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  • Writer's pictureBridget Sullivan Mermel CFP(R) CPA

The M2 kettle is boiling with stimulus dollars. Should you act? What is M2 anyway?


John: There's a lot of news out there about the coming boom in the economy. What to do about that? Find out on this episode of Friends Talk Financial Planning.

Hi, I'm John Scherer, and I run a fee-only financial planning practice in Middleton, Wisconsin.

Bridget: And I'm Bridget Sullivan Mermel. And I've got a fee-only financial planning practice in Chicago, Illinois.

John, a lot of people are talking about this. It seems like maybe people that got stimulus checks or PPP haven't spent them. And there's a lot of money lying around somewhere. So what are you hearing about what that means?

John: No, it's interesting to have this conversation. Glad to know that you're hearing that from some of the people that you hang out with. I hear it from clients and friends. Like, I heard one person the other day. He says, “We're all walking the dog.” And I said, “Yeah, boy, once we get back and get out into the world, it's going to be like the Roaring ‘20’s again.”

What do we do about that? How do we change our patterns or our investing or our financial planning? And I have two quick things I wanted to show on this. This is Wall Street Journal. This is kind of becoming mainstream. Wall Street journal said pent-up savings are expected to boost recovery. That sounds like pretty good stuff.

And then this was interesting. We were talking about this before the show. I said, “There's an astounding surge in M2,” and I said, “I don't know what M2 is.”

Bridget: M2! Yeah.

John: Right. And before you were explaining to me what it was, I was like, “Yeah, I didn't realize that.” I don't remember economics class that well, as well as you do. But M2 is excess cash in checking and savings accounts, right? That's what that relates to?

Bridget: Yeah. People have a lot of cash. Right.

John: And look at this going back to 2003. And it goes through the roof. So there's all this extra cash on the sidelines. And so this idea, “Boy, once we can go move about the country again, this is going to be awesome.” But what do you do about that? How do we change our behavior?

And I'll tell you, for me, this relates to… It's a signal. But it's sort of like we were talking before about when you put water on to make tea. And when that teapot boils, that's a pretty reliable indicator that the water is ready to make tea. I know what to do next. And like, 99.5% of the time, it's ready to make tea.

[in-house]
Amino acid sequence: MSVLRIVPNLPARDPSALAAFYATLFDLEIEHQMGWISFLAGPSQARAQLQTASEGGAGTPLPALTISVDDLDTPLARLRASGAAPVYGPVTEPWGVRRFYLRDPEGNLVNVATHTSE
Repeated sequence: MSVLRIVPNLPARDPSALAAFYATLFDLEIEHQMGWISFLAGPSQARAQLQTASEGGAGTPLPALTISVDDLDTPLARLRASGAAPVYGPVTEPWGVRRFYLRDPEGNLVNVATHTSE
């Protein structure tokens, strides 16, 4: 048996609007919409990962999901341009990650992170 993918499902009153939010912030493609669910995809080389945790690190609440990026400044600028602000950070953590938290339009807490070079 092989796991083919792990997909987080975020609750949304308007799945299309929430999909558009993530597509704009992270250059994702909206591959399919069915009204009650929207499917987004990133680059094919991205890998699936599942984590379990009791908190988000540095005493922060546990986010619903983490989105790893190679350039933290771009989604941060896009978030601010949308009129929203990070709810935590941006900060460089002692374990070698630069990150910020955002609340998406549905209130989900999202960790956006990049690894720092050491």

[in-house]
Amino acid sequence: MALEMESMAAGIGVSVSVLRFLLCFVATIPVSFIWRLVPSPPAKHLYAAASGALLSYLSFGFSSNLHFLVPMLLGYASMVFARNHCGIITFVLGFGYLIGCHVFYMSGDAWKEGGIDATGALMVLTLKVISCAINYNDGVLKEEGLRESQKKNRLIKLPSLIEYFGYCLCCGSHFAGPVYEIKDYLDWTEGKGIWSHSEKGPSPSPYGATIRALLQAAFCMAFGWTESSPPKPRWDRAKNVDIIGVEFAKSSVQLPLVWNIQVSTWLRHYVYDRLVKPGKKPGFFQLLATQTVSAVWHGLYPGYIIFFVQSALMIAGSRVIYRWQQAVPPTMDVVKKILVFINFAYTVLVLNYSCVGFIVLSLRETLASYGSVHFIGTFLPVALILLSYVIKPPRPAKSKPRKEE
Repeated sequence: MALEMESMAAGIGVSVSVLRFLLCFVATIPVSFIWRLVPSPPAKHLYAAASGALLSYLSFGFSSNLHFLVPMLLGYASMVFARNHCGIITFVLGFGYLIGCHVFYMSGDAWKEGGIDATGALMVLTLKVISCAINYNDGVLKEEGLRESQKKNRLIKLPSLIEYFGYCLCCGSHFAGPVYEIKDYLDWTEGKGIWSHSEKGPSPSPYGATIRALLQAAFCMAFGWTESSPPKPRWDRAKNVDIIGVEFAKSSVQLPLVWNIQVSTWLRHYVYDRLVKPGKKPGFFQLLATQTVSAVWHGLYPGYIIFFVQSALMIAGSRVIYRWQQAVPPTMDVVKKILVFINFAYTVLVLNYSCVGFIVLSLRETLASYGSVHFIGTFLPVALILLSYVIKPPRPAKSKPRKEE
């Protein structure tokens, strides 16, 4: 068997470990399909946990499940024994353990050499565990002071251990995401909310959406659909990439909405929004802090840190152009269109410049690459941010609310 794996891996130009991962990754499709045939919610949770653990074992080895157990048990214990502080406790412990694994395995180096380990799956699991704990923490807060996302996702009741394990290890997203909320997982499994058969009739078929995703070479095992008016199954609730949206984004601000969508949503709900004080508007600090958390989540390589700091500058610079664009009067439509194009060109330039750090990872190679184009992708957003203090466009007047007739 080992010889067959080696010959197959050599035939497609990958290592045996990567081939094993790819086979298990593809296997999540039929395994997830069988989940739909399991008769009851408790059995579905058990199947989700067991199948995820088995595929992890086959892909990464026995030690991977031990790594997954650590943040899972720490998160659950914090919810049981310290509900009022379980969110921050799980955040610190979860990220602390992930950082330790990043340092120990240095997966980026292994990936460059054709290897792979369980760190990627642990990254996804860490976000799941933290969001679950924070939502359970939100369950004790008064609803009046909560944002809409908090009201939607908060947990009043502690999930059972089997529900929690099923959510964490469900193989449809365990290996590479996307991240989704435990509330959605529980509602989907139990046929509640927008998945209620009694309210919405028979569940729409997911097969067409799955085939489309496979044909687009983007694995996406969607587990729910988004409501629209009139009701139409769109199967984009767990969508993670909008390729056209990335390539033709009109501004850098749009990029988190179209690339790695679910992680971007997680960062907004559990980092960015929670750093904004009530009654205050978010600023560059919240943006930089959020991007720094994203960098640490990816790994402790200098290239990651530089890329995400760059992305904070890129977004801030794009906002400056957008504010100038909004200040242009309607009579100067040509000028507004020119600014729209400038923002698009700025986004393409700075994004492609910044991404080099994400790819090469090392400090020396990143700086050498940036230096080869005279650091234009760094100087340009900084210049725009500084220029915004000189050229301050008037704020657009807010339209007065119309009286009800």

With something like this, it's an indicator, but I'll tell you, the fact of the matter is what happens going forward is really unreliable. It's unknown. And on the flip side of this, when you think about if you look at the value of the market right now, based on historical averages -- price-earnings ratio, or some of the other factors -- stocks look really high right now. Stocks are expensive on historical norms. And unemployment's high, and the debt’s going up, and inflation. And, man, there's a lot of evidence that the market and the economy is in for a rough ride in the next several years.

And then we just looked at, there's also a lot of evidence that, geez, the economy is going to boom the next several years. And I will tell you, it's hard to predict, but what's definitely going to happen is one of those two things, right?

Bridget: Right.

John: It’s going to be great. It's going to be bad. We probably are going to be surprised whenever it happens.

Bridget: Or somewhere in the middle, right.

John: Right. And so it's interesting, as I think about it anyway, that it's not actionable, right? We have to have a plan that provides for whatever happens, because the future is unpredictable. And if you're pessimistic, you think, “Golly the market’s overpriced, and unemployment, and all these things.” Well, take a look at… Zip back a little bit, take a look at that. There's a record cash on the sidelines of people's bank accounts.